Spring Conference – day two
The areas most likely to see post-Brexit case law divergence and a rise in UK international trade mark designations – a couple of the key topics discussed on day two of our Spring Conference.
Our delegates, speakers and exhibitors took their places as avatars in our virtual auditorium to gain leading insight on what will happen post-Brexit and post-Coronavirus.
Bad faith and divergence
Our Brexit panel, made up of Michael Edenborough QC, Professor Phillip Johnson and Peter Brownlow, considered how the issue of bad faith, amongst other things, might see UK trade mark case law diverge.
Peter Brownlow from Bird and Bird suggested that bad faith could be an early area of post-Brexit divergence.
He told the panel that procedurally the UK is particularly well suited to dealing with bad faith cases because of the ability to seek disclosure and the ability to cross examine witnesses - particularly on what the intention of the proprietor was.
“I can see bad faith being a ground cited much more often in UK cases than in the EU, either at the EUIPO or at the litigation court level. Therefore, because there will be more cases here there is a likelihood we might see some divergence,” Peter told the panel.
The panel predicted that there could be a lot more litigation in the UK and will be taking a keen look at how this develops.
In a separate session Dr Brian Whitehead from Haseltine Lake Kempner gave his thoughts on three areas which we might see divergence: estoppel/acquiescence as a defence, the use of trade marks in comparison lists and bad faith.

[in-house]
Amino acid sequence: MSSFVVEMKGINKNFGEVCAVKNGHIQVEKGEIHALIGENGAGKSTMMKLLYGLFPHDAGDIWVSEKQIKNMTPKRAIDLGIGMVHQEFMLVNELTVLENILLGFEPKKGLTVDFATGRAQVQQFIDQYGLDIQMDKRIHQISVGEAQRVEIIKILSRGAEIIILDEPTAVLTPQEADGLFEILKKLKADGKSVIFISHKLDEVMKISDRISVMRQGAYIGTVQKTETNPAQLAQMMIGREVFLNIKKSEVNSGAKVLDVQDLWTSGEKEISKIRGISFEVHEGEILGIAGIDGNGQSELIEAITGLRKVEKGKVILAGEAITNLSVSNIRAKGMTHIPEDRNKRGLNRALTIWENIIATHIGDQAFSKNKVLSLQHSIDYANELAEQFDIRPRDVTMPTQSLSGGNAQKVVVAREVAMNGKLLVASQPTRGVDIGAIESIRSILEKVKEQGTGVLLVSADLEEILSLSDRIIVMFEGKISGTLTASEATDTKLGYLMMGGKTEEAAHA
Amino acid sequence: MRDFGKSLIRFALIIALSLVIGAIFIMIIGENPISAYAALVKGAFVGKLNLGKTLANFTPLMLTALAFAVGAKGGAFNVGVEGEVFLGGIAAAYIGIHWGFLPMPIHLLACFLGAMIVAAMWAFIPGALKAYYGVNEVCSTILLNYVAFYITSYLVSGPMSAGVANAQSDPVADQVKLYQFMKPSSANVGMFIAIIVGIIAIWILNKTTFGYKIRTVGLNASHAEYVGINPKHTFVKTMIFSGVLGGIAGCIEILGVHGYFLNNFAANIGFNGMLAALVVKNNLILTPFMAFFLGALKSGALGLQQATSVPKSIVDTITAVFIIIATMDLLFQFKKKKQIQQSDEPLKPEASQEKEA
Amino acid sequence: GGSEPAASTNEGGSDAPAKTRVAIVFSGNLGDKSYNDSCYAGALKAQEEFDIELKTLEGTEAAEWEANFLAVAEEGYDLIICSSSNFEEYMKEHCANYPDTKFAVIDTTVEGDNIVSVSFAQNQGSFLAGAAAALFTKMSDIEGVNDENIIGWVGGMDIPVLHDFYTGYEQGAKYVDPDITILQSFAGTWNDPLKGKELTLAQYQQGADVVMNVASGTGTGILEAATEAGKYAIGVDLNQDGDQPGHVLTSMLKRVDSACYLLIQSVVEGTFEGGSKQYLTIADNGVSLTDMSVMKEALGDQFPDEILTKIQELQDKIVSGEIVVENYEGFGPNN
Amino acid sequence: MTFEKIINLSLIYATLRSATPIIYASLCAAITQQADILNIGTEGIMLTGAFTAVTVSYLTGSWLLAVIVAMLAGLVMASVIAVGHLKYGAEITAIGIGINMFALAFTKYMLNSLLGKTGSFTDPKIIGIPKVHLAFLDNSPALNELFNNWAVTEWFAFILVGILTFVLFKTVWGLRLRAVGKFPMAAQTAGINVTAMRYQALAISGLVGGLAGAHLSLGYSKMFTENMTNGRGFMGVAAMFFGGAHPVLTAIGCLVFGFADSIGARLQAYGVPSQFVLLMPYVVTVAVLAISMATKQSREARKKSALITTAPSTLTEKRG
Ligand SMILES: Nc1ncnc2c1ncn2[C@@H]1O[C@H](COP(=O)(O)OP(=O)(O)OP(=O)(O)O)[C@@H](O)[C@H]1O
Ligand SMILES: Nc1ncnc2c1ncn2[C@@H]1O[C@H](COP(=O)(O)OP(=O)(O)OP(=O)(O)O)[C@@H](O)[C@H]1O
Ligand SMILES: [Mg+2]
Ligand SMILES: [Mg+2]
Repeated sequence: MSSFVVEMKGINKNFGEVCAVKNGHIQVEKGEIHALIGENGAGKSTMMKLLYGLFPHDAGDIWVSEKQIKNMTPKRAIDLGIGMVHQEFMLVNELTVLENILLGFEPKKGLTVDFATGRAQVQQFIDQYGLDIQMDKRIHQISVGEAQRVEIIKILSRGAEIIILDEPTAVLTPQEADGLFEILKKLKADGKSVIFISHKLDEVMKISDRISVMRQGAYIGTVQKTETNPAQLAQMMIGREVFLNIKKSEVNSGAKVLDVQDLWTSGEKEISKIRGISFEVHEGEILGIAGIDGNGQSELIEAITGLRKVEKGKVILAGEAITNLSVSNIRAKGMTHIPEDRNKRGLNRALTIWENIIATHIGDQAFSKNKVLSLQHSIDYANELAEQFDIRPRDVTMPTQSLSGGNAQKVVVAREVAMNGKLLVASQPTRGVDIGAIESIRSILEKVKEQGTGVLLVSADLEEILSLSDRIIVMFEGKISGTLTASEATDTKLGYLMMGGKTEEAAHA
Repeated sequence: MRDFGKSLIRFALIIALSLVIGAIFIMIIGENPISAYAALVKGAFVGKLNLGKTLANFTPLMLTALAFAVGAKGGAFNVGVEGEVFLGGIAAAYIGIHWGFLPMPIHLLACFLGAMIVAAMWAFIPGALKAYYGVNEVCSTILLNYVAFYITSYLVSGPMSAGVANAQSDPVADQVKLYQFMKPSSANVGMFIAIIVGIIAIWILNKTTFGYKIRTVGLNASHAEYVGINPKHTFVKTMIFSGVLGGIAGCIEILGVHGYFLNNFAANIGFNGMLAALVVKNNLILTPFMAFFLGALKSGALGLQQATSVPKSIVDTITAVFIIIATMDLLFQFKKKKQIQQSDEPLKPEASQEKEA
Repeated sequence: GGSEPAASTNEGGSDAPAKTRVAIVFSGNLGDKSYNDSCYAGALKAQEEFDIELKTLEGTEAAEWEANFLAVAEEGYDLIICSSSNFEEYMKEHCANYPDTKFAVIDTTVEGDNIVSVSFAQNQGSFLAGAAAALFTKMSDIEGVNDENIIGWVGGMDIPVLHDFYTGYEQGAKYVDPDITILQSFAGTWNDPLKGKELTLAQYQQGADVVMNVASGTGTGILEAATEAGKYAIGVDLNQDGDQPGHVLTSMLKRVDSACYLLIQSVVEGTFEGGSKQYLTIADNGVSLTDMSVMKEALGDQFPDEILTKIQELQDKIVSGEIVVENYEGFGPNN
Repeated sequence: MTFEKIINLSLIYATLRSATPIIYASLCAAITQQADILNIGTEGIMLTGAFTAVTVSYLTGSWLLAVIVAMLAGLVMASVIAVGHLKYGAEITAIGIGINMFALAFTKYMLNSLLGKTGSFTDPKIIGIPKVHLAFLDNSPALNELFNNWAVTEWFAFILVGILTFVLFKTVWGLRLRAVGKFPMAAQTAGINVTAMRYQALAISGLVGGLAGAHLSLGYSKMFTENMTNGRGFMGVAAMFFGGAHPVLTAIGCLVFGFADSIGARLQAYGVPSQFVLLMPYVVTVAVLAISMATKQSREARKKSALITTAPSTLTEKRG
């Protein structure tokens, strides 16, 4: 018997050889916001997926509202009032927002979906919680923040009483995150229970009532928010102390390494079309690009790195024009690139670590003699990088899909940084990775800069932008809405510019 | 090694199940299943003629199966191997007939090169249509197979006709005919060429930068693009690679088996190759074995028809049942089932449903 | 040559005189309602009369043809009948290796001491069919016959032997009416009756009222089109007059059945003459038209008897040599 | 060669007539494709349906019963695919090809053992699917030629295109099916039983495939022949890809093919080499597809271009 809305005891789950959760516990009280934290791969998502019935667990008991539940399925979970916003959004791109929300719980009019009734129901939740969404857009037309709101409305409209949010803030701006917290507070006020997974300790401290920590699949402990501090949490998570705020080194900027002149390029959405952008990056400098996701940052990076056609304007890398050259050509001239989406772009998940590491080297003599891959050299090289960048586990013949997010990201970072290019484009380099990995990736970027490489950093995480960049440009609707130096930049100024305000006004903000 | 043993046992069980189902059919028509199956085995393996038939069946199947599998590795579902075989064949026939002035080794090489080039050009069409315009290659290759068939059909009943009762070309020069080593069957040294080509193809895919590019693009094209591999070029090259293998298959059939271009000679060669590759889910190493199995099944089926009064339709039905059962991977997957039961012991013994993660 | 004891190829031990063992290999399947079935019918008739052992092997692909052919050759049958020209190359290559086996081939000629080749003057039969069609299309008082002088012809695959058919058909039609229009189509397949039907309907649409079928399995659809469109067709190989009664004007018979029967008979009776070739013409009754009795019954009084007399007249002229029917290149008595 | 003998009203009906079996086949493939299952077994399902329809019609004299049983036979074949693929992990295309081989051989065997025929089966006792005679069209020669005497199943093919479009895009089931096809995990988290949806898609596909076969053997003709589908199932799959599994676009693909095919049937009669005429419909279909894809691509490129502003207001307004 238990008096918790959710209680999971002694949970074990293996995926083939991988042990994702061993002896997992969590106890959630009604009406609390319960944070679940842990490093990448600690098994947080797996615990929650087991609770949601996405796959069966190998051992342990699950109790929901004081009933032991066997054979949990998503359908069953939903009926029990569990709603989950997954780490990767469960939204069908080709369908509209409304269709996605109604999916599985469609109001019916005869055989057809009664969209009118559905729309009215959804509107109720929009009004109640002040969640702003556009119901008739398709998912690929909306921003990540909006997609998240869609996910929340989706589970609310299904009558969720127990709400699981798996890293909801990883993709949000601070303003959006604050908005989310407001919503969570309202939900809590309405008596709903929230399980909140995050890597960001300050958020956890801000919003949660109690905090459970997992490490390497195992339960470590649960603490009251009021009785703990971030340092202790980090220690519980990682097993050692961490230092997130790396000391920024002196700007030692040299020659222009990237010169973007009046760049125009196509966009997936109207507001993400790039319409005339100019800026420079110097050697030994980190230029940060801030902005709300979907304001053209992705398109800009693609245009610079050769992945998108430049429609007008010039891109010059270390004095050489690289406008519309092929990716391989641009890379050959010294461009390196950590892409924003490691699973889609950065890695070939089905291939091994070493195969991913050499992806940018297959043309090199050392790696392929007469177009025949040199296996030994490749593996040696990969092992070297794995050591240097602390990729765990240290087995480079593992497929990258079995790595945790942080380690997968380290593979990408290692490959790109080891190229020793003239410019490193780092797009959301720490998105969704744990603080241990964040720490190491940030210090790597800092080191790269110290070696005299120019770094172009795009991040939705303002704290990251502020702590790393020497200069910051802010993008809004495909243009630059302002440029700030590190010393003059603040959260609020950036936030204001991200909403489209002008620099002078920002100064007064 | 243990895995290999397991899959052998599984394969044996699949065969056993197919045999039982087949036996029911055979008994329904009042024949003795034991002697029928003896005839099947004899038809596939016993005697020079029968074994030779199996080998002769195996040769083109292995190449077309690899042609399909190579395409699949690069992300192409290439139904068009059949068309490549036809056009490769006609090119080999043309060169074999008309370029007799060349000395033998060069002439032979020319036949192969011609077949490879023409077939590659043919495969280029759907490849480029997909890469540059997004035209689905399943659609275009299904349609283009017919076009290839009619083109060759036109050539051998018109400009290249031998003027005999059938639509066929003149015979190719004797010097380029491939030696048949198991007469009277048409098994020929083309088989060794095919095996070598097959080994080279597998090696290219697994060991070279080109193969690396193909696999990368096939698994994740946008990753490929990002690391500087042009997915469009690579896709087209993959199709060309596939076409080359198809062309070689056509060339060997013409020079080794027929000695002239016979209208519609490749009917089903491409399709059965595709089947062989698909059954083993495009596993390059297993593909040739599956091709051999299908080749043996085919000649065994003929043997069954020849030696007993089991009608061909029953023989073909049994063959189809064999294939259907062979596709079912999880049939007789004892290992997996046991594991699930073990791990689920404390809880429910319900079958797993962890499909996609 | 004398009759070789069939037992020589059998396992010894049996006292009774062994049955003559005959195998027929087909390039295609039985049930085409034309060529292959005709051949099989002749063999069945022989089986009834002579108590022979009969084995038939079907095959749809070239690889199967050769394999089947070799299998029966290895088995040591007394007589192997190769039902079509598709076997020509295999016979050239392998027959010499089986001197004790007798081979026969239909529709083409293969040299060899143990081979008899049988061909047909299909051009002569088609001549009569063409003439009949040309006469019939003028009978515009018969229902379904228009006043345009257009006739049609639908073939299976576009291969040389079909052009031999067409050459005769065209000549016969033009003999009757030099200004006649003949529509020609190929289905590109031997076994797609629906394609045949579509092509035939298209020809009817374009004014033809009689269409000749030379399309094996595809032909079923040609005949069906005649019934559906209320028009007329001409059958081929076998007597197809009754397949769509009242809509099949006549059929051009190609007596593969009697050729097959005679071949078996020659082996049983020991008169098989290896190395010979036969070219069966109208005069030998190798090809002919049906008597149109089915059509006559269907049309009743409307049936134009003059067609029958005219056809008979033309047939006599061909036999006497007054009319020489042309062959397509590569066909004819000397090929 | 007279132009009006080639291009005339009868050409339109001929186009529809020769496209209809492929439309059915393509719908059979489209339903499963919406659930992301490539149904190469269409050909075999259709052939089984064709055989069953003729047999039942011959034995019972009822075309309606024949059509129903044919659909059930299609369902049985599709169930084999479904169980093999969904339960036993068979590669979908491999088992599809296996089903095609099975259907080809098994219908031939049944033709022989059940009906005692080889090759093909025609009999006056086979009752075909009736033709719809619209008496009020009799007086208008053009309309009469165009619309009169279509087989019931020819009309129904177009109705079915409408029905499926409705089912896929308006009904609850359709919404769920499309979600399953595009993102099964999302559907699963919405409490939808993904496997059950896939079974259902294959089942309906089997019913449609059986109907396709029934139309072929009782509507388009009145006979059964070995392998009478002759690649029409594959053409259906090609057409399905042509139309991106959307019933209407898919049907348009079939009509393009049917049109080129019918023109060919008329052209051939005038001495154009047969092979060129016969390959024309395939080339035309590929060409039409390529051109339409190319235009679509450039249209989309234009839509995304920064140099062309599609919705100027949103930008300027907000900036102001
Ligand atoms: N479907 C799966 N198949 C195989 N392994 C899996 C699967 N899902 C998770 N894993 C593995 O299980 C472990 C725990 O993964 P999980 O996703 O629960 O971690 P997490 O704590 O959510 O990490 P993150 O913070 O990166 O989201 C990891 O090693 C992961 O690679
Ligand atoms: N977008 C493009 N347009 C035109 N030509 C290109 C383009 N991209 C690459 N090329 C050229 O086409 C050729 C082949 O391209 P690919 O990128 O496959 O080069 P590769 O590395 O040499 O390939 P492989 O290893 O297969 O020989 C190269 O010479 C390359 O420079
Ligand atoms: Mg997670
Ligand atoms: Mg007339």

He also provided his insight on a few areas which may need clarification, notably distinctive character and double identity.
Sharp rise in UK designations via Madrid
“Brexit has not had a noticeable impact on the number of international applications filed by UK-domiciled applicants,” WIPO’s Juan Rodriguez Guerra explained.
However Brexit has had an impact on the choice of office of origin. In 2015 66% of applications by UK-domiciled rights holders were filed via the UK IPO. In 2020 this had risen sharply to 87%.
Between 2010 and 2016 demand for UK designations was steady, with some 4,000 a year designating the UK. However, from 2016 onwards there was a sharp increase to some 19,000 in 2020.
All PGIs that were registered in the EU are now registered in the UK, including non-EU PGIs, Rebecca Halford-Harrison reminded delegates. The new UK symbols need to be used for these PGIs in Great Britain by the end of 2023.
Rebecca also took delegates through the application process and enforcement amongst a host of other issues related to PGIs.
EU case law update
Nicole Ockl from Haseltine Lake Kempner updated delegates on some important recent EU cases.
Football icon Lionel Messi, Monster energy drinks and the China Construction Bank cases were amongst those Nicole took us through.
The hearings of the future
Recently appointed specialist IP judges Mr Justice Mellor and Mr Justice Meade told delegates that many hearings are likely to stay online in one form or another even after the Coronavirus pandemic.
“Although they can be tiring, there have been good things about the numbers of virtual hearings. Looking to the future I hope that we can take from what we have learned, the knowledge of which hearings lend themselves to remote conduct, and to reduce physical attendance at court if it is not necessary,” Mr Justice Meade told delegates.
Mr Justice Mellor added: “There are a couple of hearings that brought home to me the key advantages of remote hearings and they are access to justice and efficiency.”